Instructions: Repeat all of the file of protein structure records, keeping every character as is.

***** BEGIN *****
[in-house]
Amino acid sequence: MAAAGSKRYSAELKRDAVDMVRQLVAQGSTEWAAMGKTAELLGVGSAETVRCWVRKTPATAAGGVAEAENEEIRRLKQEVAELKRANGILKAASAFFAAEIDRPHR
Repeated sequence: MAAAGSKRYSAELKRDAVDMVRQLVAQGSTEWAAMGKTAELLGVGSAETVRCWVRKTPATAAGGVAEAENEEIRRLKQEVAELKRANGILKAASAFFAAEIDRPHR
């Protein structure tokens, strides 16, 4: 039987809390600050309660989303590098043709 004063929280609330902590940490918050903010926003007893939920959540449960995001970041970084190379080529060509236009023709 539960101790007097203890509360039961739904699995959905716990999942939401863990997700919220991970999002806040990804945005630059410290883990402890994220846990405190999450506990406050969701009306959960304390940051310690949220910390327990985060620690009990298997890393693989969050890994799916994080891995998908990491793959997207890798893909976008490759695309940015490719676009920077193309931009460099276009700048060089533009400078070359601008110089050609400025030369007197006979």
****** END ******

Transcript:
[in-house]
Amino acid sequence: MAAAGSKRYSAELKRDAVDMVRQLVAQGSTEWAAMGKTAELLGVGSAETVRCWVRKTPATAAGGVAEAENEEIRRLKQEVAELKRANGILKAASAFFAAEIDRPHR
Repeated sequence: MAAAGSKRYSAELKRDAVDMVRQLVAQGSTEWAAMGKTAELLGVGSAETVRCWVRKTPATAAGGVAEAENEEIRRLKQEVAELKRANGILKAASAFFAAEIDRPHR
């Protein structure tokens, strides 16, 4: 039987809390600050309660989303590098043709 004063929280609330902590940490918050903010926003007893939920959540449960995001970041970084190379080529060509236009023709 539960101790007097203890509360039961739904699995959905716990999942939401863990997700919220991970999002806040990804945005630059410290883990402890994220846990405190999450506990406050969701009306959960304390940051310690949220910390327990985060620690009990298997890393693989969050890994799916994080891995998908990491793959997207890798893909976008490759695309940015490719676009920077193309931009460099276009700048060089533009400078070359601008110089050609400025030369007197006979």